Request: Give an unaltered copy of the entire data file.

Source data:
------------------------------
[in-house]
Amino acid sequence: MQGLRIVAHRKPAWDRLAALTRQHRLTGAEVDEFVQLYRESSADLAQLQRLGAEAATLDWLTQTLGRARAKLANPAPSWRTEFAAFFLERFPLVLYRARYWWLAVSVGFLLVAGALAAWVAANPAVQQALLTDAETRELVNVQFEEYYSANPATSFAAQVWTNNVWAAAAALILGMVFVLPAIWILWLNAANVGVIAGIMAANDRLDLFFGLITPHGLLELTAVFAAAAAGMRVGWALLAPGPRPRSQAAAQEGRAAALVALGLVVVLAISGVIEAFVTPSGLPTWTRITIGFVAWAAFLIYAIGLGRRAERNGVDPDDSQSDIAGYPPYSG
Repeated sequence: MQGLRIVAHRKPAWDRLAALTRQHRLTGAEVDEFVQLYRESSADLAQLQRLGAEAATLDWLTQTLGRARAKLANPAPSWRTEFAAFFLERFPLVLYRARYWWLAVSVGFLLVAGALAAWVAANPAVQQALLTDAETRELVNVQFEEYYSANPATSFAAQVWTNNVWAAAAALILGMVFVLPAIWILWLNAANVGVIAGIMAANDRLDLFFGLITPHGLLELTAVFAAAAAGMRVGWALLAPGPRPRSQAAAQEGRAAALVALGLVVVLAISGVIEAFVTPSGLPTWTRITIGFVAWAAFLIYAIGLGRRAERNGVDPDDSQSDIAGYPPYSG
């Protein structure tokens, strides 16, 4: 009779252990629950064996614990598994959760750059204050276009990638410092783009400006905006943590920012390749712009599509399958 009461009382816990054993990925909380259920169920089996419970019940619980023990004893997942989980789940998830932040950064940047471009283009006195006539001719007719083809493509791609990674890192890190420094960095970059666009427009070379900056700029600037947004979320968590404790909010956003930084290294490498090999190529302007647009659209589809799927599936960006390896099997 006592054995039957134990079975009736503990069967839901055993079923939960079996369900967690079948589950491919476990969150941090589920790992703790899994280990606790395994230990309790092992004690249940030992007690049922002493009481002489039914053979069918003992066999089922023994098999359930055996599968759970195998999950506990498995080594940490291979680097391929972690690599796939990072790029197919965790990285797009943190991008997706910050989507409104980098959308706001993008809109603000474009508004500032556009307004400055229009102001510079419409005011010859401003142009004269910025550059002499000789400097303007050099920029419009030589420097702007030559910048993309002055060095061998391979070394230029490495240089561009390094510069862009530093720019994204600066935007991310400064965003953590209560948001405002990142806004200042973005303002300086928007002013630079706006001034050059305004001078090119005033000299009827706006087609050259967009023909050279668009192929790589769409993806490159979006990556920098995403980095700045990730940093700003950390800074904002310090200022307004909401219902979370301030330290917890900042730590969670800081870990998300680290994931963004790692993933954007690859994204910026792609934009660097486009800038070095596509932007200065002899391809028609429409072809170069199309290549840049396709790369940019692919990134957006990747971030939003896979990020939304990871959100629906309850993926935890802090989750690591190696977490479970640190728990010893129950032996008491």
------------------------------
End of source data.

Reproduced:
[in-house]
Amino acid sequence: MQGLRIVAHRKPAWDRLAALTRQHRLTGAEVDEFVQLYRESSADLAQLQRLGAEAATLDWLTQTLGRARAKLANPAPSWRTEFAAFFLERFPLVLYRARYWWLAVSVGFLLVAGALAAWVAANPAVQQALLTDAETRELVNVQFEEYYSANPATSFAAQVWTNNVWAAAAALILGMVFVLPAIWILWLNAANVGVIAGIMAANDRLDLFFGLITPHGLLELTAVFAAAAAGMRVGWALLAPGPRPRSQAAAQEGRAAALVALGLVVVLAISGVIEAFVTPSGLPTWTRITIGFVAWAAFLIYAIGLGRRAERNGVDPDDSQSDIAGYPPYSG
Repeated sequence: MQGLRIVAHRKPAWDRLAALTRQHRLTGAEVDEFVQLYRESSADLAQLQRLGAEAATLDWLTQTLGRARAKLANPAPSWRTEFAAFFLERFPLVLYRARYWWLAVSVGFLLVAGALAAWVAANPAVQQALLTDAETRELVNVQFEEYYSANPATSFAAQVWTNNVWAAAAALILGMVFVLPAIWILWLNAANVGVIAGIMAANDRLDLFFGLITPHGLLELTAVFAAAAAGMRVGWALLAPGPRPRSQAAAQEGRAAALVALGLVVVLAISGVIEAFVTPSGLPTWTRITIGFVAWAAFLIYAIGLGRRAERNGVDPDDSQSDIAGYPPYSG
């Protein structure tokens, strides 16, 4: 009779252990629950064996614990598994959760750059204050276009990638410092783009400006905006943590920012390749712009599509399958 009461009382816990054993990925909380259920169920089996419970019940619980023990004893997942989980789940998830932040950064940047471009283009006195006539001719007719083809493509791609990674890192890190420094960095970059666009427009070379900056700029600037947004979320968590404790909010956003930084290294490498090999190529302007647009659209589809799927599936960006390896099997 006592054995039957134990079975009736503990069967839901055993079923939960079996369900967690079948589950491919476990969150941090589920790992703790899994280990606790395994230990309790092992004690249940030992007690049922002493009481002489039914053979069918003992066999089922023994098999359930055996599968759970195998999950506990498995080594940490291979680097391929972690690599796939990072790029197919965790990285797009943190991008997706910050989507409104980098959308706001993008809109603000474009508004500032556009307004400055229009102001510079419409005011010859401003142009004269910025550059002499000789400097303007050099920029419009030589420097702007030559910048993309002055060095061998391979070394230029490495240089561009390094510069862009530093720019994204600066935007991310400064965003953590209560948001405002990142806004200042973005303002300086928007002013630079706006001034050059305004001078090119005033000299009827706006087609050259967009023909050279668009192929790589769409993806490159979006990556920098995403980095700045990730940093700003950390800074904002310090200022307004909401219902979370301030330290917890900042730590969670800081870990998300680290994931963004790692993933954007690859994204910026792609934009660097486009800038070095596509932007200065002899391809028609429409072809170069199309290549840049396709790369940019692919990134957006990747971030939003896979990020939304990871959100629906309850993926935890802090989750690591190696977490479970640190728990010893129950032996008491």